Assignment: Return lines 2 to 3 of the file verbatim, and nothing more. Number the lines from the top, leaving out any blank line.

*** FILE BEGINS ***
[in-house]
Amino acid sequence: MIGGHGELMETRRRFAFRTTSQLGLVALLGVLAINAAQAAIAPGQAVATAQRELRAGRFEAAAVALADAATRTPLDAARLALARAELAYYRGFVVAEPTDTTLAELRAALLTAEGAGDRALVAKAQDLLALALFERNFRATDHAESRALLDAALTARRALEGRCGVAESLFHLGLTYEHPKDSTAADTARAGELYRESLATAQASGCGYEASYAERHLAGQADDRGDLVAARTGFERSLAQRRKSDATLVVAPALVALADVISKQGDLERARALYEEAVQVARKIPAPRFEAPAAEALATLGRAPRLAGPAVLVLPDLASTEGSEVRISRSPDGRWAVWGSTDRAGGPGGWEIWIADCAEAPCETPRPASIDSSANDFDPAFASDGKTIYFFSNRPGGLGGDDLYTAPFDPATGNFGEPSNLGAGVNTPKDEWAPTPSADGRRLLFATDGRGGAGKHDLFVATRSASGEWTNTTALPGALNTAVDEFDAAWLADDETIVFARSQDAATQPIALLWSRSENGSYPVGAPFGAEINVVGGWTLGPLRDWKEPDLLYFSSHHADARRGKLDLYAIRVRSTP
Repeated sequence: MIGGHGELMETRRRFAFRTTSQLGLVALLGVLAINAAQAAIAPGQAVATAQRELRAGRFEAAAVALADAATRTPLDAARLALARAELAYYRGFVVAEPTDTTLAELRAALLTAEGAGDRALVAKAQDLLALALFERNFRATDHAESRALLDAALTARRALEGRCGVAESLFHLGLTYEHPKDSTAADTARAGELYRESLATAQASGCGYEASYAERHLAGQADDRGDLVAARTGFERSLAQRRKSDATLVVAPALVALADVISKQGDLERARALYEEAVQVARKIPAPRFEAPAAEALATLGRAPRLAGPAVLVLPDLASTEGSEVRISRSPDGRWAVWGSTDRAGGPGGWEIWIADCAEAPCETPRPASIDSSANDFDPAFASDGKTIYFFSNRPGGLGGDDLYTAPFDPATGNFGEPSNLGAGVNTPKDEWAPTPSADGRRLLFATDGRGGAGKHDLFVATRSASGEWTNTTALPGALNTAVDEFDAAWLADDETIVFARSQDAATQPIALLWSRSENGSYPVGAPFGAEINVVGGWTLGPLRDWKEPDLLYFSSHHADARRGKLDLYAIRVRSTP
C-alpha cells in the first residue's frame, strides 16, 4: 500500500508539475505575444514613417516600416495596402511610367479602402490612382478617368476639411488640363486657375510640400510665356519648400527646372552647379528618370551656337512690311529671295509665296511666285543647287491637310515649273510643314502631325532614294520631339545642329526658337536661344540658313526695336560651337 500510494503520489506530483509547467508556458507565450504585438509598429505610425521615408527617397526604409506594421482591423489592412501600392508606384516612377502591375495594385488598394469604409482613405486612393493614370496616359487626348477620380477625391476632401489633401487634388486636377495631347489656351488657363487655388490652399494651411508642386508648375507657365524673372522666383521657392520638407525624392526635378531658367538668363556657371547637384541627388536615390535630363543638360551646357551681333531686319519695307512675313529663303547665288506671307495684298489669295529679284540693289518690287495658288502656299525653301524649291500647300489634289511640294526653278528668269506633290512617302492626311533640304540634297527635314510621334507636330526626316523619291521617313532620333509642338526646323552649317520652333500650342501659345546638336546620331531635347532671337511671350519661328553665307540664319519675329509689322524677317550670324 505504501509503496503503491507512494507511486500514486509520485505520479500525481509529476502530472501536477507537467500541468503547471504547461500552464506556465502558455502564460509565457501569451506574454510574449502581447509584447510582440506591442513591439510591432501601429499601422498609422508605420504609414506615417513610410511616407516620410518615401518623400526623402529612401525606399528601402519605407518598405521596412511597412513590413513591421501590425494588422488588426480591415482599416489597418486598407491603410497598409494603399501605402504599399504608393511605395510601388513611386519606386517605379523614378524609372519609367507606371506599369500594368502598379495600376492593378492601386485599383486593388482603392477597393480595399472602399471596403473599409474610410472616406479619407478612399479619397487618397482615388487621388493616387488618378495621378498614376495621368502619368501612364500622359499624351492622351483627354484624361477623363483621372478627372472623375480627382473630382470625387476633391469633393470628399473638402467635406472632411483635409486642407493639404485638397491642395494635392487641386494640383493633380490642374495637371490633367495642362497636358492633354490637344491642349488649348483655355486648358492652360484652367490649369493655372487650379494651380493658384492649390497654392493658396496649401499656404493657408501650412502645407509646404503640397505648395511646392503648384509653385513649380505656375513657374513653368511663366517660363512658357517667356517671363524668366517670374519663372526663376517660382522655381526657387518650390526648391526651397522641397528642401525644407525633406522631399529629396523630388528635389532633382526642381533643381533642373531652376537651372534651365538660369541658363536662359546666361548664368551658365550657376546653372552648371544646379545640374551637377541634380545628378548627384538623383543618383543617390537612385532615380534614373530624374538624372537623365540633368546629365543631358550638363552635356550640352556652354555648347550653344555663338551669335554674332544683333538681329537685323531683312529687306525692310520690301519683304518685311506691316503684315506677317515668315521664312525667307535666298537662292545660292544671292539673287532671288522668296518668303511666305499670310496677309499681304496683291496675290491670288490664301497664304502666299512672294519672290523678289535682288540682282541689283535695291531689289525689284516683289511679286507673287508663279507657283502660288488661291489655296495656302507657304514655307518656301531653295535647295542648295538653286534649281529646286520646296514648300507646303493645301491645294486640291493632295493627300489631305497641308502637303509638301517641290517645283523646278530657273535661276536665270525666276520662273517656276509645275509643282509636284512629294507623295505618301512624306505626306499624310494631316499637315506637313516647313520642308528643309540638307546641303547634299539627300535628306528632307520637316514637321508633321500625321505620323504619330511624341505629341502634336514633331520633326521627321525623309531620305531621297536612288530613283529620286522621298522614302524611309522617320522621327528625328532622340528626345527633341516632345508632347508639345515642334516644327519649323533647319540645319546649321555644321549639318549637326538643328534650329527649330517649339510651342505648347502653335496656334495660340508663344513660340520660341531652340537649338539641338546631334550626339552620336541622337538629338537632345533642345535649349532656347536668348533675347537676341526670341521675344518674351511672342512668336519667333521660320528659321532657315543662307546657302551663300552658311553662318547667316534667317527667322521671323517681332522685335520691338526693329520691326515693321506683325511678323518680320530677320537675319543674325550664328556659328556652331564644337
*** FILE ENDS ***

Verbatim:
Amino acid sequence: MIGGHGELMETRRRFAFRTTSQLGLVALLGVLAINAAQAAIAPGQAVATAQRELRAGRFEAAAVALADAATRTPLDAARLALARAELAYYRGFVVAEPTDTTLAELRAALLTAEGAGDRALVAKAQDLLALALFERNFRATDHAESRALLDAALTARRALEGRCGVAESLFHLGLTYEHPKDSTAADTARAGELYRESLATAQASGCGYEASYAERHLAGQADDRGDLVAARTGFERSLAQRRKSDATLVVAPALVALADVISKQGDLERARALYEEAVQVARKIPAPRFEAPAAEALATLGRAPRLAGPAVLVLPDLASTEGSEVRISRSPDGRWAVWGSTDRAGGPGGWEIWIADCAEAPCETPRPASIDSSANDFDPAFASDGKTIYFFSNRPGGLGGDDLYTAPFDPATGNFGEPSNLGAGVNTPKDEWAPTPSADGRRLLFATDGRGGAGKHDLFVATRSASGEWTNTTALPGALNTAVDEFDAAWLADDETIVFARSQDAATQPIALLWSRSENGSYPVGAPFGAEINVVGGWTLGPLRDWKEPDLLYFSSHHADARRGKLDLYAIRVRSTP
Repeated sequence: MIGGHGELMETRRRFAFRTTSQLGLVALLGVLAINAAQAAIAPGQAVATAQRELRAGRFEAAAVALADAATRTPLDAARLALARAELAYYRGFVVAEPTDTTLAELRAALLTAEGAGDRALVAKAQDLLALALFERNFRATDHAESRALLDAALTARRALEGRCGVAESLFHLGLTYEHPKDSTAADTARAGELYRESLATAQASGCGYEASYAERHLAGQADDRGDLVAARTGFERSLAQRRKSDATLVVAPALVALADVISKQGDLERARALYEEAVQVARKIPAPRFEAPAAEALATLGRAPRLAGPAVLVLPDLASTEGSEVRISRSPDGRWAVWGSTDRAGGPGGWEIWIADCAEAPCETPRPASIDSSANDFDPAFASDGKTIYFFSNRPGGLGGDDLYTAPFDPATGNFGEPSNLGAGVNTPKDEWAPTPSADGRRLLFATDGRGGAGKHDLFVATRSASGEWTNTTALPGALNTAVDEFDAAWLADDETIVFARSQDAATQPIALLWSRSENGSYPVGAPFGAEINVVGGWTLGPLRDWKEPDLLYFSSHHADARRGKLDLYAIRVRSTP